JB Shorts 11, Joshua Brooks, Manchester - review

Victoria Brazier in A Great War, one of six plays at JB Shorts 11.
Victoria Brazier in A Great War, one of six plays at JB Shorts 11.
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Nobody gets short-changed at another of this tiny pub theatre’s sparkling showcase of productions.

With almost as many professional writers, directors and actors involved, as there are audience members watching, it’s the usual heady cocktail of six 15-minute (or thereabouts) original performances that burnish the reputations of many of the region’s key theatre makers.

There’s several familiar TV faces among the cast lists in a venue that lets you get closer than any paparazzi.

As always some of the work takes the form of a short, sharp comedy sketch, while others hint at being portions of what could become much more significant drama.

Whose Dog Is It Anyway falls amongst the former, an intense and funny telling of a three-way relationship with soap star Susan Mcardle and Andrew Pollard.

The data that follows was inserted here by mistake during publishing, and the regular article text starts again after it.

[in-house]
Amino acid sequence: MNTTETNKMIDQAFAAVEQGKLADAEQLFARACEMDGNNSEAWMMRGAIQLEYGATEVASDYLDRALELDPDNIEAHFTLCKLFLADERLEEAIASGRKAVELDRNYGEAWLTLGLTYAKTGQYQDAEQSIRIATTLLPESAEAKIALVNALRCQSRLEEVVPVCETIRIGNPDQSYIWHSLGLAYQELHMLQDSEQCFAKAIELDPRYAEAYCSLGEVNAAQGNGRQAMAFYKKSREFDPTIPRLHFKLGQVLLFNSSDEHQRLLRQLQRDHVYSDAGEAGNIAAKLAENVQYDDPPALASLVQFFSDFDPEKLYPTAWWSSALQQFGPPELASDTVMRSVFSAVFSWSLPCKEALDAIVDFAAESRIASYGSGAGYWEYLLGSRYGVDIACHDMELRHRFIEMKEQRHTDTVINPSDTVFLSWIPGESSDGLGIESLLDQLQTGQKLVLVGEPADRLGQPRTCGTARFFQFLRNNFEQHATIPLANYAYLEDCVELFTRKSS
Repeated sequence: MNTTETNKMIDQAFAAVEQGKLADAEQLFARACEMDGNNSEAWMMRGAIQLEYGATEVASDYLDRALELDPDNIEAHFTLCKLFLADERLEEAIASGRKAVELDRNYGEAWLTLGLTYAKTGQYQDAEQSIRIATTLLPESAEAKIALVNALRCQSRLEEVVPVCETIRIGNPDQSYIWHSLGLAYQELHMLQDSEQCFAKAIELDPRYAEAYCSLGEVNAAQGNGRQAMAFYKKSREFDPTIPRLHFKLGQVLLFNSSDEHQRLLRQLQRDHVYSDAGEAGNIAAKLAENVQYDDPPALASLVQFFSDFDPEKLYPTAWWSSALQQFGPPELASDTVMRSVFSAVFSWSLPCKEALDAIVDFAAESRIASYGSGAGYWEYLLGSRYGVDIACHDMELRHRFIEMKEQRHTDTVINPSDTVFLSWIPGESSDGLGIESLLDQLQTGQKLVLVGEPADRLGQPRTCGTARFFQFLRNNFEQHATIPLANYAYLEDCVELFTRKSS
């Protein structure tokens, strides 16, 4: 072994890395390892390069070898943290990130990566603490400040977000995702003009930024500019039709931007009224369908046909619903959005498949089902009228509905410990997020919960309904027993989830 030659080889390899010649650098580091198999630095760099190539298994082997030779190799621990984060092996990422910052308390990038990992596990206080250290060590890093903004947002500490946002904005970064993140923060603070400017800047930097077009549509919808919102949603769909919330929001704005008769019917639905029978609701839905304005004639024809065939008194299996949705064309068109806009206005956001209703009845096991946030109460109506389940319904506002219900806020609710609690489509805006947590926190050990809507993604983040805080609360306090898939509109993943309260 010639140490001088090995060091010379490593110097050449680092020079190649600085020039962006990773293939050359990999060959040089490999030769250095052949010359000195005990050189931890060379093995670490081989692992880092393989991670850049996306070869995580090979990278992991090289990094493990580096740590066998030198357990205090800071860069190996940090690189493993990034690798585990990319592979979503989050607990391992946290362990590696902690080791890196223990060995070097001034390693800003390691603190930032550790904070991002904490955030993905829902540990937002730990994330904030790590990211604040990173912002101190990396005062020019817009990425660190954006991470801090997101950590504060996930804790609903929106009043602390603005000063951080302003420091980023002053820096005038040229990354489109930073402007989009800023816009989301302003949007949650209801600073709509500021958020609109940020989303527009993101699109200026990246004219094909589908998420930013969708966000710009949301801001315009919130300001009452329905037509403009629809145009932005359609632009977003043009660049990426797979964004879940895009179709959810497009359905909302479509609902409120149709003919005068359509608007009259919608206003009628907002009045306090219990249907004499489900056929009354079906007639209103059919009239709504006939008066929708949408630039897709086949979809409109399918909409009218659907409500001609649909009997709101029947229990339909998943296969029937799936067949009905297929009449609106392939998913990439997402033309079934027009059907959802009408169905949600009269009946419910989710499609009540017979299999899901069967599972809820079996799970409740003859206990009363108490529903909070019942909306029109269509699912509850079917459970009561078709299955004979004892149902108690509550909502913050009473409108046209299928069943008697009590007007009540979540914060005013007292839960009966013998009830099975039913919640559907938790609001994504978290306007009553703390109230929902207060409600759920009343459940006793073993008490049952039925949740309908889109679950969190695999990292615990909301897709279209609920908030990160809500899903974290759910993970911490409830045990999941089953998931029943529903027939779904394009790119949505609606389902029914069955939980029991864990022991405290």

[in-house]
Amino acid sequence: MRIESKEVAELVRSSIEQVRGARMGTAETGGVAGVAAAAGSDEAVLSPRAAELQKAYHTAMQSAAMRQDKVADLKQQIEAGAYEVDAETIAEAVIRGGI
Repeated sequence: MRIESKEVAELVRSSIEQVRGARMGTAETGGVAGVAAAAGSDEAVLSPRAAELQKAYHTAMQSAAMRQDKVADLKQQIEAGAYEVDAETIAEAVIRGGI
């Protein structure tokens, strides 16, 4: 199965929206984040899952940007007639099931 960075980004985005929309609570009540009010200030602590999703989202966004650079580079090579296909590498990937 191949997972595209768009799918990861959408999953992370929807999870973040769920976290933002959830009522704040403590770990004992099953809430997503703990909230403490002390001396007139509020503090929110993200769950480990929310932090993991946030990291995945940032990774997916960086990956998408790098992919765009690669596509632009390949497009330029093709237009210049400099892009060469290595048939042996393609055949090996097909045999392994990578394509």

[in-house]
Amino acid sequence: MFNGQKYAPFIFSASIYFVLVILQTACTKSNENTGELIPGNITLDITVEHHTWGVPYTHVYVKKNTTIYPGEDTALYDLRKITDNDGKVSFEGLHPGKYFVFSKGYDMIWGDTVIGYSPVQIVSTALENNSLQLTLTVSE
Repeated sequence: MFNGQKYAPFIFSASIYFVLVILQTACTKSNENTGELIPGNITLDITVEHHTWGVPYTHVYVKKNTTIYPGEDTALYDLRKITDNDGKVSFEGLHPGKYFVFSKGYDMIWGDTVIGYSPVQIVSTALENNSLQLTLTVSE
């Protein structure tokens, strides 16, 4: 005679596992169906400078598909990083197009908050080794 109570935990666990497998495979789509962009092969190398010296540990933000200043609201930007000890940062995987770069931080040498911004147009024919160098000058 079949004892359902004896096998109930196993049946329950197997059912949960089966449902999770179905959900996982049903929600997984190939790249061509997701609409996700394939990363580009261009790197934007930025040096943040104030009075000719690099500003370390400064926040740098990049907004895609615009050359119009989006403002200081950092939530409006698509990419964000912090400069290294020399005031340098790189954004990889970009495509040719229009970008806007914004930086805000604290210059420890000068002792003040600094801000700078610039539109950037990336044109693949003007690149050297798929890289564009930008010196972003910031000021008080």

Break manages to concentrate humour, drama and strong story telling into a teachers’ staffroom encounter and could be easily seen as the second act of a much larger work. Likewise, I See Dead People, by another TV writer Sarah Bagshaw, seems almost constrained by the Shorts format and could flesh out into a 90-minute spine-tingler.

The Ballad of Valentino Rivas is an ornate Mexican musical about a star who sells his song to the devil. Like all the performances here it’s packed on to a stage area not much bigger than a ping pong table.

Manchester comedian Justin Moorhouse turns playwright to cram comedy and pathos into Leaky Bacon, a genuinely-moving tale of the concealed truths within three generations of women.

Finally, A Great War imagines how a 24-hour rolling news station – Brittania Steam News - might have covered the First World War. Co-writer James Quinn and his studio sofa companion, a delightfully dead-eyed Victoria Brazier, front a programme of jingo-jangling, pun-punctuated reportage that has something of a Sixth Form Revue sketch about it, but is very, very funny in its political incorrectness.

The Reallife Theatre Company are to be congratulated, yet again, for compressing so much entertainment into such enjoyable packages.

Squeeze yourself in before April 12.

David Upton